By Jessica Ellis | October 27, 2021
A new Android banking trojan is targeting financial institutions, crypto-wallets, and the retail industry. Dubbed S.O.V.A., the Russian word for Owl, the feature-rich malware abuses device accessibility services to steal personal identifiable information and banking credentials. S.O.V.A. is still in its development phase and, if authors deliver on future capabilities promised, this already dangerous malware could become one of the most damaging banking trojans to date.
S.O.V.A. is currently targeting users in the U.S., Spain, and others with malicious mobile apps. These apps are impersonating brands to convince a user to download the malware onto their mobile device. Once the victim opens the app, the trojan requests permission to use Android’s Accessibility Service. This will give the attacker the ability to intercept and monitor all activities occurring on the device screen.
S.O.V.A. will create listeners on the infected device that trigger action from the attacker every time an event occurs. Events include uploading data, opening a targeted application, or receiving an SMS. Each time a listener is triggered, the details of that event are sent to the attacker’s command-and-control (C&C) server. The attacker will then perform their desired action.
Current actionable features:
- Send and Intercept SMS
- Notification Control
- Add or Delete Apps
- Clipboard Manipulation
- Session Cookie Stealer
Two of the more advanced functions include clipboard manipulation and the ability to steal session cookies.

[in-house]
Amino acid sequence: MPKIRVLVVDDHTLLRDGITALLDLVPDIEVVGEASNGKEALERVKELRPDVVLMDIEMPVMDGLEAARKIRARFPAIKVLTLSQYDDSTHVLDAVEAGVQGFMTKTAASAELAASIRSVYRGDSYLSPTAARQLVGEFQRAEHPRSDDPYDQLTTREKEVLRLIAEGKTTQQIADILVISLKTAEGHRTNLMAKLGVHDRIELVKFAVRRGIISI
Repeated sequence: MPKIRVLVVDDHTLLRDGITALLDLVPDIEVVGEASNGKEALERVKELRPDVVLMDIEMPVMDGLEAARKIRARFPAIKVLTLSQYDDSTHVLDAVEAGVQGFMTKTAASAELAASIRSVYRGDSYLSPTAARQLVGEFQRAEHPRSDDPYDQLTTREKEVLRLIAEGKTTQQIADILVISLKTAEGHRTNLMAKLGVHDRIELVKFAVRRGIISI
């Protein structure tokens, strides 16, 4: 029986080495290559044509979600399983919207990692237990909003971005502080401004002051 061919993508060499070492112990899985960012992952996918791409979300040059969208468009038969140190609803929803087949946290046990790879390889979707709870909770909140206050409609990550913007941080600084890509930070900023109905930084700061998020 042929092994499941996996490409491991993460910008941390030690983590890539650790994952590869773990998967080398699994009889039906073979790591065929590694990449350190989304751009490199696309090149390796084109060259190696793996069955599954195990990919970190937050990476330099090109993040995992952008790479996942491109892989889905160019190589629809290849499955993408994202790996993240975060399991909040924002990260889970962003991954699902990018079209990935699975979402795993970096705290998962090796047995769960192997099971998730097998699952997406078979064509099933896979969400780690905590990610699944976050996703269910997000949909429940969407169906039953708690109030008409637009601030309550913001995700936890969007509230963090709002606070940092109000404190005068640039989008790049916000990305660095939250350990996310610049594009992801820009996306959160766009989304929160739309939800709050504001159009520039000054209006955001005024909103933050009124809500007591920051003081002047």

Operators have the ability to modify the victim’s clipboard. This function can be used to substitute cryptocurrency addresses and redirect stolen funds to the criminal’s wallet. Specifically, if the data happens to be a Bitcoin, Ethereum, Binance, or TRON wallet address, S.O.V.A. operators can remove and replace it with a corresponding address that is tied to the attacker.
The ability to steal session cookies is not unheard of with Android malware, however it is uncommon. S.O.V.A. carries out this action by creating a WebView that will mimic the target’s intended login page. Once the victim provides credentials and logs in, the actor can steal cookies via Android CookieManager. Once in possession of a session cookie, the actor has access to the victim’s logged in account, rendering banking credentials nonessential. S.O.V.A. creators plan to automate this feature in future versions.
Along with S.O.V.A.’s already robust set of capabilities, future features indicate the malware will be particularly advanced, including:
- Automatic Cookie and Overlay Injections
- Distributed Denial of Service (DDoS)
- Virtual Network Computing (VNC)
- Deploy Ransomware
- 2FA Interception
S.O.V.A.’s authors have not been shy about announcing these features, going as far as to provide videos and screenshots of what is to come. Additionally, modifications to the malware have been made to include IP checks to avoid targeting the CIS region and increased support for Chinese phone manufacturers.
Since its discovery in July, S.O.V.A. has differentiated itself not only with the wide-variety of features it is capable of executing, but also the extensive list of future functions not usually seen in mobile malware. If these are executed, S.O.V.A. could set a new and dangerous standard for Android banking malware .
Suspected C2 Endpoints:
PhishLabs will continue to monitor S.O.V.A. for new activity and updates.